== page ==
Thursday, January 20, 2011
The Preacher’s Corner
Holidays, while fun, often lead to chaos
Are you one of those people who are glad when the holidays are finally over? I am. I do not imply that either you or I am so churlish as to resist all times of celebration and gladness, but I like a routine!
As regular readers will note, this column has been absent from your South Reporter because somehow I got thrown off schedule during the holidays and could not (or did not) find time to write it. When I do anything that requires effort, I find that I need time to anticipate it, time to do it, and time to get over it. I also realize that this necessity seems more urgent as I grow older.
For me, the period from Thanksgiving through New Year’s comes as an interruption to my usual winter routine. In many ways it is a joyful interruption. But an interruption. There are different things to do. Extra things. Often fun things. But there are often sad things, and when the sad things pop up, it somehow seems harder to face them because it is “the holidays.” With all these different, extra, and often challenging things happening, it doesn’t take much for me to be thrown off course. This was one of the years that happened for me.
I realized that I am not the only person who suffers from this tendency when I heard a young minister say that, even though she is a member of the clergy, she was so busy this year tending to church things, that she had not had a chance to send a single Christmas card, set up a Christmas tree or put out her little manger scene at home. She was contemplating this on December 26, and decided to go ahead and put out her manger scene and celebrate “the twelve days of Christmas.”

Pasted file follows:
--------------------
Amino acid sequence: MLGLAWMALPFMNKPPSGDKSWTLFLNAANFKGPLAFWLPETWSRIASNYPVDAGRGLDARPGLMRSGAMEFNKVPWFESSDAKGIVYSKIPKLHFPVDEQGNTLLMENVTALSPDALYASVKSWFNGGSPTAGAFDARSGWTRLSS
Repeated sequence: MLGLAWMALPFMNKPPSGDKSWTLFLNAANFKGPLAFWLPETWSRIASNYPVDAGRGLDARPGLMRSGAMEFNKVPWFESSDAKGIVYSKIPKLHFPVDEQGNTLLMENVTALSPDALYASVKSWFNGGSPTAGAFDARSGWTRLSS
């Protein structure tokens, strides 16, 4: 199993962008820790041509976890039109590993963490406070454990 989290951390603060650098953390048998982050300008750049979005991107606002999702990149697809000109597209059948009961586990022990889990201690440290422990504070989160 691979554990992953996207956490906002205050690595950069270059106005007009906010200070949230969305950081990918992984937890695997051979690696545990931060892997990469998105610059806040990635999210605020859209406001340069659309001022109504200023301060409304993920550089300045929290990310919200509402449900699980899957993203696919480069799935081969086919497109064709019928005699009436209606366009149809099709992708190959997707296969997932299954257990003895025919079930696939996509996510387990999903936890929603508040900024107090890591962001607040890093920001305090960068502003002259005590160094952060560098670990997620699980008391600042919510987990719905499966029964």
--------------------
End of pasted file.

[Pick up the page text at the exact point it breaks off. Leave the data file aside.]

Christmas is one of those unusual times that has “extra days” at the end. Our commercial society celebrates the holiday by anticipation, but the “real” Christmas holidays are the twelve days from December 26 to January 6, the Feast of the Epiphany, that celebrates the arrival of the three wise men. I find that if you take advantage of this, you can get most of your holiday duties done!
Still, I find the resumption of a regular routine comforting, and am glad now to slip back into the calendar of the everyday. Someone is sure to say, “How dull!” But how would we recognize the spontaneous and the exciting if we did not have a workday existence with which to compare the surprising and unexpected? I suppose you could live in such a way that everything strikes you as unexpected, but that would seem to me a pattern of chaos and unpredictability, which for Presbyterians, at least, would be highly disconcerting!
I like to say my prayers on Sunday, do the laundry on Monday, pay my bills on Tuesday, buy groceries on Thursday, and eat catfish on Friday! I do not like it when the postman does not run, or the trash pickup is delayed, or friends are not at home to chat on the telephone at the usual time.
Yes, I am hopelessly set in my ways. But I like having my “ways,” and I find in these ordinary habits and their regularity a certain comforting, guiding reflection of the “truth and the life” that I find in our Lord, who gives meaning and direction to even the most ordinary aspects of our living. That is an extended meaning of divine grace and redemption, and I find it a very hopeful thing indeed.
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